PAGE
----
Multiple real estate income streams in LLC

12 Replies

I just finished last year's taxes and have a large passive loss (after depreciation) on my rentals. But being a passive investor with large W2 income, I cannot benefit from the tax loss (at least thats what my accountant says). My question is: If I put the properties in an LLC along with other investments (tax liens, private lending etc), then could I offset gains on those investments with the passive losses on the rentals? Again, they would all run through the same LLC.

Unless I have misunderstood your situation, your loss within the LLC will be passed through and listed on your 1040, so the loss will decrease your income dollar for dollar.

Unless I have misunderstood your situation, your loss within the LLC will be passed through and listed on your 1040, so the loss will decrease your income dollar for dollar.

A common misconception, @Darron Stewart  but true only under limited circumstances.  You must have AGI below $150K and only get the full deduction if your AGI is under $100K or if you're a "real estate professional".  These "tax benefits" are often hyped by sellers of crummy rentals, but in reality are much more limited than touted.

@Anish Tolia an LLC has no effect on taxes at all. Unless you elect special tax treatment LLCs are totally ignored for taxes.

The good news is that you can carry forward these losses.  The other half of the story "tax benefit" hypers leave out is the benefit of depreciation is only temporary.  As you take  depreciation (or are allowed to take, if you don't) your basis decreases.  When you sell, the gains are increased.  Further, the amount of gain up to the depreciation taken (or allowed, if that's greater) is subject to a recapture tax.  You can use these carryforward losses to offset some of the gain on a sale.  Doesn't even have to be the same property.  If you own, say, 10 and all are generating disallowed passive losses and you sell one, you can use all the disallowed losses to offset the gains on the sale of that one.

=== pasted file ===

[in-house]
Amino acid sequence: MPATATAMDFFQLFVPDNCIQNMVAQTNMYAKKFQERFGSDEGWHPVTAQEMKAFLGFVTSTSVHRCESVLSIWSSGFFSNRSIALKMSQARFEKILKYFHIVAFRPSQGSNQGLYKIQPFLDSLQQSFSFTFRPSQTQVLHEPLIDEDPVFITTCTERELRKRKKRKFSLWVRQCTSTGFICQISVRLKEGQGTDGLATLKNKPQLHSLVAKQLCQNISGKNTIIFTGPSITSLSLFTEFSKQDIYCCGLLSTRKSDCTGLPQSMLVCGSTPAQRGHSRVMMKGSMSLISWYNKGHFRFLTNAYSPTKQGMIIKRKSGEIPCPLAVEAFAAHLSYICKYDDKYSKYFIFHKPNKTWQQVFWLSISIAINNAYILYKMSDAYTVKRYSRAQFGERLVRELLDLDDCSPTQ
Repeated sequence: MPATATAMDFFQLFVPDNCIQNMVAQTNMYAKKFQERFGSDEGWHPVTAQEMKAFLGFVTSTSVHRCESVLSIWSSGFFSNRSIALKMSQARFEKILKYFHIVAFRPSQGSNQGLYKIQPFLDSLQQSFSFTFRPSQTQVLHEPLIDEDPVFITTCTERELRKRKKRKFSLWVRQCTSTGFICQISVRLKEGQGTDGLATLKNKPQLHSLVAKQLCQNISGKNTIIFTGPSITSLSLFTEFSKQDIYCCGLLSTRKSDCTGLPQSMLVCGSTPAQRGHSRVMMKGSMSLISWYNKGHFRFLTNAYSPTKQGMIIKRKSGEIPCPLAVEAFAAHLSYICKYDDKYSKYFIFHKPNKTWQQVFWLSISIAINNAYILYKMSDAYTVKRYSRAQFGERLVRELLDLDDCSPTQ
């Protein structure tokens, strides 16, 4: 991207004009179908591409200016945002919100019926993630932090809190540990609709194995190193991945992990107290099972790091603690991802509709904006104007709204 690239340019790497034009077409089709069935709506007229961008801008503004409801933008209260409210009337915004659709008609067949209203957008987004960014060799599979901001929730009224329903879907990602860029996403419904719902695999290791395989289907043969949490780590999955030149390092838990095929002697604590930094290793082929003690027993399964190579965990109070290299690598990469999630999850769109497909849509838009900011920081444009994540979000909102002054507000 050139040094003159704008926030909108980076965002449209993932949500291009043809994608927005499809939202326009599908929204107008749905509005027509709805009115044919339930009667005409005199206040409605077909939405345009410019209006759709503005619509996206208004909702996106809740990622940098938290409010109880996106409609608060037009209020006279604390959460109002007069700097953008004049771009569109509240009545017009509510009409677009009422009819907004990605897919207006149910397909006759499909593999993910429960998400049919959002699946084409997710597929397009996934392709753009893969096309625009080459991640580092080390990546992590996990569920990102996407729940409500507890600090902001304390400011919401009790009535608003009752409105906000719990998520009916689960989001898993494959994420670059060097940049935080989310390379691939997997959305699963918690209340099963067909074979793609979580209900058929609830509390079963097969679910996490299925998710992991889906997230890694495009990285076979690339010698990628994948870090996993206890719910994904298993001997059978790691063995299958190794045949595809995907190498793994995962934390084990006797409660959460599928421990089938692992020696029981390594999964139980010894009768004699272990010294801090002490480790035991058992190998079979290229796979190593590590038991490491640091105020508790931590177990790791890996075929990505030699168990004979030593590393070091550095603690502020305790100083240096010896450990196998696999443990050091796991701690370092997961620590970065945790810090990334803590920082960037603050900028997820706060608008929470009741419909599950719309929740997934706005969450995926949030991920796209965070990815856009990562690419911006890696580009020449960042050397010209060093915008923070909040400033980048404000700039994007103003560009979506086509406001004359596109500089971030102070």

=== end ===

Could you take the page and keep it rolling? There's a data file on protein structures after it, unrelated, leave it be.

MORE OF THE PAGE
You probably want to find an accountant who's knowledgeable about real estate.  This is a complicated subject.  

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Originally posted by @ANISH TOLIA:

I just finished last year's taxes and have a large passive loss (after depreciation) on my rentals. But being a passive investor with large W2 income, I cannot benefit from the tax loss (at least thats what my accountant says). My question is: If I put the properties in an LLC along with other investments (tax liens, private lending etc), then could I offset gains on those investments with the passive losses on the rentals? Again, they would all run through the same LLC.

 Anish,

The IRS divides up income into three buckets: ordinary, passive, portfolio.

Your W-2 income is considered ordinary.

Your rental loss is considered passive loss.

Any interest, dividends, or capital gains are considered portfolio. 

The passive loss rules would only permit you to deduct passive losses against sources of passive income. Thus, interest from private lending and capital gains from selling stocks would not offset passive losses. Your only hope to deduct these passive losses from rentals would be any of the following scenarios: